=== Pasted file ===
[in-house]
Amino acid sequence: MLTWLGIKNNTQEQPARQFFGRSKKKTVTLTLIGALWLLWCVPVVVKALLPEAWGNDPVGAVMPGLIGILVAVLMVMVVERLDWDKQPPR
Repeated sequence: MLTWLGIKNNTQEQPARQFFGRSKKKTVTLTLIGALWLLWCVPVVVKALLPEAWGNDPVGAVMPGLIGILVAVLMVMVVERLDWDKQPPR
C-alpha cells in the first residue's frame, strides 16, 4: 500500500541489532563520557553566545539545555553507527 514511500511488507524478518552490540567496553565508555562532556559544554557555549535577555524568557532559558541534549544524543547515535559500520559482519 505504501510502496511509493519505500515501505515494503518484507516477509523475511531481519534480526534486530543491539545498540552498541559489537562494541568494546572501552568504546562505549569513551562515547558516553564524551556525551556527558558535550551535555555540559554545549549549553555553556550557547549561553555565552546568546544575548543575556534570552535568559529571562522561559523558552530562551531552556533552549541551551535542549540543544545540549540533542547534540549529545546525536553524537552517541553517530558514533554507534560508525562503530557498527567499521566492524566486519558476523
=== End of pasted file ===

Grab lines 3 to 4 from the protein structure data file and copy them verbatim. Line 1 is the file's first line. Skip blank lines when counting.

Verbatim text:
Repeated sequence: MLTWLGIKNNTQEQPARQFFGRSKKKTVTLTLIGALWLLWCVPVVVKALLPEAWGNDPVGAVMPGLIGILVAVLMVMVVERLDWDKQPPR
C-alpha cells in the first residue's frame, strides 16, 4: 500500500541489532563520557553566545539545555553507527 514511500511488507524478518552490540567496553565508555562532556559544554557555549535577555524568557532559558541534549544524543547515535559500520559482519 505504501510502496511509493519505500515501505515494503518484507516477509523475511531481519534480526534486530543491539545498540552498541559489537562494541568494546572501552568504546562505549569513551562515547558516553564524551556525551556527558558535550551535555555540559554545549549549553555553556550557547549561553555565552546568546544575548543575556534570552535568559529571562522561559523558552530562551531552556533552549541551551535542549540543544545540549540533542547534540549529545546525536553524537552517541553517530558514533554507534560508525562503530557498527567499521566492524566486519558476523